Bersa BP9cc Part 1
Learning the ways of subcompact carry
By Dennis Adler
Back in the 1980s I owned a Bersa .380 ACP semi-auto, it wasn’t a Walther PPK but it looked a lot like one and that was its biggest attraction. Bersa started out in the late 1950s building .22 caliber semi-autos and over the decades worked its way up to larger calibers. Their early guns all had a passing resemblance to either Walther or Beretta models, and not surprisingly, the company’s founders, Benso Bonadimani, Ercole Montini and Savino Caselli were Italian firearms engineers who immigrated to Argentina in the 1950s and established Bersa in the city of Ramos Mejia, the name you see on the slide of every Bersa model. Their first .22 LR semi-auto pistol was introduced in 1959. More than half a century later Bersa is an established manufacturer of well built but still affordable pistols. The company offers a complete line of .22LR, .380, 9mm and .40 S&W semi-autos (some that still look like a Walther PPK or PPK/S) and others, like the BP9cc, with a passing resemblance to a Glock. It is, however, its own unique design. BP9cc stands for Bersa Polymer 9mm Concealed Carry. Introduced in 2010, the 9mm semi-auto was the company’s first polymer-framed, striker-fired pistol, so for Bersa this is a groundbreaking design.
The BP9cc 9mm and .177 caliber models
In 9mm the BP9cc is regarded as a lightweight semi-auto. It uses a locked breech (Browning) design and has very compact dimensions, particularly in width, which is a mere 0.94 inches. With an overall length of 6.35 inches and height of 4.8 inches, it is an ideally-sized concealed carry pistol, especially for one chambered in 9mm.
It took two years but the BP9cc really began to catch on in the U.S. by 2012 and is now available in 9mm, .40 S&W and .380 ACP. With a suggested retail of $440 (with the duotone finish), the BPcc series has been successful enough to warrant its own CO2 version, which is built under license by ASG.
As previously mentioned the BP9cc has a Glock-like silhouette, but a different trigger system, an internal key locked safety, and a well designed grip frame that provides a secure hold for its compact size. The triggerguard is also slightly undercut to provide a better grasp on the narrow grip, as well as lower the bore axis, which helps reduce muzzle flip. While the latter is of little consequence in a .177 caliber pistol, the airgun is as true to the 9mm design as possible, providing clean lines and very easy handling and operation. If not for the use of a 20-shot stick magazine with a full size base (to conceal the CO2 seating screw) and a separate CO2 channel, this would be one of the most authentic CO2 semi-autos on the market today. Even with those two small strikes against it, this is an exceptional blowback action model for under $100.
A 9mm Bersa model weighs in at 21.5 ounces, the ASG model also tips the scales at 21.5 ounces and shares the same overall length, but comes in taller at 5.25 inches (base of magazine to top of rear sights) adding about a quarter of an inch to the gun’s profile. Both the centerfire and .177 caliber models have a double-action-only (DAO) trigger and no external safety, although the airgun has a lever added to actuate the gun’s internal lock. On the cartridge-firing models it is set and released with a separate key. This feature is intended for safe storage, not as a functional manual safety on centerfire models.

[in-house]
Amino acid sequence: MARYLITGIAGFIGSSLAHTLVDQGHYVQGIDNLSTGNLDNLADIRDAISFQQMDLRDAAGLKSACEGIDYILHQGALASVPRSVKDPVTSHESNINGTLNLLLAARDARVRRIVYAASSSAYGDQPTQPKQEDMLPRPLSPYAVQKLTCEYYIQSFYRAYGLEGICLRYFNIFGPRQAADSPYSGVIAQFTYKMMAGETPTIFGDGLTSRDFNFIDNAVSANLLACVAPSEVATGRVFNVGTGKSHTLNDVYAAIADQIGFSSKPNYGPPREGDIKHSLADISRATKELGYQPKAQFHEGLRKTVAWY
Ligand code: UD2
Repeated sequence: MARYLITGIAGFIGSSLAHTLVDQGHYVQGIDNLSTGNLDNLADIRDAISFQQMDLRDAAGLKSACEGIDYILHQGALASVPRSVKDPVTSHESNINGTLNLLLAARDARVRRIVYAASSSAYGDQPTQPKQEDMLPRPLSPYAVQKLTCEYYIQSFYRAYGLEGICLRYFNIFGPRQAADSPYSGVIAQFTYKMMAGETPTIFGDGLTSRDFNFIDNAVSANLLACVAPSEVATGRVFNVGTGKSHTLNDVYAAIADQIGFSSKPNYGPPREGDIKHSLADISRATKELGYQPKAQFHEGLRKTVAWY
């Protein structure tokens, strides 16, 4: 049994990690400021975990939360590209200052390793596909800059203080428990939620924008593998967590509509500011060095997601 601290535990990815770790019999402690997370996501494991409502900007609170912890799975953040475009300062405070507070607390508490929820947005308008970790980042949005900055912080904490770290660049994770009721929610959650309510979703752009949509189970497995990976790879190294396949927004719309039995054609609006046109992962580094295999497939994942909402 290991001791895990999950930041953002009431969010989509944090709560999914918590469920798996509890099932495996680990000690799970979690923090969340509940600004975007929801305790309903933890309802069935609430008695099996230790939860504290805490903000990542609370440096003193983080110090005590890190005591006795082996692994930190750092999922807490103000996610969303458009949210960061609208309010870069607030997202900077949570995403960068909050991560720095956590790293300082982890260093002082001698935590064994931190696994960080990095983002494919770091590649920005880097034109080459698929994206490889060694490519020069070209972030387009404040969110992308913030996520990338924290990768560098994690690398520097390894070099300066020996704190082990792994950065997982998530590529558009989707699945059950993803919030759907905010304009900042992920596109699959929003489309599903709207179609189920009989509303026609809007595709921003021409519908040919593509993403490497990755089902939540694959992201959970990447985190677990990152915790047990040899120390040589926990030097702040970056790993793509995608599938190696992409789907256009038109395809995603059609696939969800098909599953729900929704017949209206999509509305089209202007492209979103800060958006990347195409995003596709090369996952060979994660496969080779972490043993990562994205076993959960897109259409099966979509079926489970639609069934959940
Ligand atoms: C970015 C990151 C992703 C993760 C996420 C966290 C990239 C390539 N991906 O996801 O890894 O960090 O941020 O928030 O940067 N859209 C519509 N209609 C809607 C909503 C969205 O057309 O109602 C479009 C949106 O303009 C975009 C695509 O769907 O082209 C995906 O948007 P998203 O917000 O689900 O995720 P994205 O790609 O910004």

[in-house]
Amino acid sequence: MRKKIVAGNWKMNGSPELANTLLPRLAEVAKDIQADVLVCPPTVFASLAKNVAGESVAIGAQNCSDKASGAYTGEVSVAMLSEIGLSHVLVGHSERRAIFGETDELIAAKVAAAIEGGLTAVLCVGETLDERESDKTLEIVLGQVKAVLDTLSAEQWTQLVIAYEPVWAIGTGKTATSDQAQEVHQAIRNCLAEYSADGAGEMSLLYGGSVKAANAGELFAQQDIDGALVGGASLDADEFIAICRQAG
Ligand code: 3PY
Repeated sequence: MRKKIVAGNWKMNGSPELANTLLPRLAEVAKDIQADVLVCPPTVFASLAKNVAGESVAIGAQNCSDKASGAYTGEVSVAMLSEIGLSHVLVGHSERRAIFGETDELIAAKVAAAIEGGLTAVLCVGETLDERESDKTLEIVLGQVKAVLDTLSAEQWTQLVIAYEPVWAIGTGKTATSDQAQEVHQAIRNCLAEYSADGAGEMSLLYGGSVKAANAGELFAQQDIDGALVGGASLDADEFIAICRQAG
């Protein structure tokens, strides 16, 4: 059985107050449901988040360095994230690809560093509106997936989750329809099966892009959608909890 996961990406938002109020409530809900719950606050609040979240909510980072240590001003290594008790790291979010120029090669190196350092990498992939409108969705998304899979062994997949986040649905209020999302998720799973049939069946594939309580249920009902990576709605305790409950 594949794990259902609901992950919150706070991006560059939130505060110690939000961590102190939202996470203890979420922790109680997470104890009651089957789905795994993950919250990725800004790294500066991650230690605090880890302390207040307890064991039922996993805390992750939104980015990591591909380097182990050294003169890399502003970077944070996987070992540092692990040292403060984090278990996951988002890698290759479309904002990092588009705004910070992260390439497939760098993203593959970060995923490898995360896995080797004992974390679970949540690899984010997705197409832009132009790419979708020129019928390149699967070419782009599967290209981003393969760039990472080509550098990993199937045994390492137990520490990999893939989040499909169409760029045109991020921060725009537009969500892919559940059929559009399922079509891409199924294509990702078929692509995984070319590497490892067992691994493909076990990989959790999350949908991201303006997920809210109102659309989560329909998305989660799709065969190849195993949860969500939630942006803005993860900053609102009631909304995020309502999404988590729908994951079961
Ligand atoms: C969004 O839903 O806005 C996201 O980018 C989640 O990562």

The 9mm Bersa models use a trigger with a fairly long initial pull and a passive firing pin safety that prevents the pistol from discharging without a complete stroke of the trigger. Unlike a Glock design with a blade safety trigger, the Bersa relies solely on its trigger mechanism like a DAO revolver. The Bersa 9mm has a short trigger reset so the initial long trigger pull is only for the first shot, unless you release the trigger fully. It is a design that demands a shooter’s attention. To that end the basically ambidextrous design of the frame has a trigger finger rest indentation on either side above the triggerguard. The offhand side indentation is a perfect location for the support hand thumb as well. And all of this is perfectly duplicated in the ASG BP9cc CO2 model.
The Bersa is a very clean design, especially with the duotone polished slide. The gun has no superfluous features; the front of the slide is beveled to facilitate smoother re-holstering, the frame has an integral light or laser accessory rail, and the external controls are the trigger, ambidextrous magazine releases (only a left side release on the airgun, unfortunately), and slide stop lever. This gun fits the average hand well and has excellent balance for its size and weight, and white dot sights for quick target acquisition. There is very little in the Bersa’s design not to like, in any caliber.
In Part 2 more detail on the airgun’s design, loading, operation and the shooting test.
A Word About Safety
Blowback action models provide the look, feel and operation of their cartridge-firing counterparts. All airguns, in general, look like guns, but those based on real cartridge-firing models even more so. It is important to remember that the vast majority of people can’t tell an airgun from a cartridge gun. Never brandish an airgun in public. Always, and I can never stress this enough, always treat an airgun as you would a cartridge gun. The same manual of operation and safety should always apply.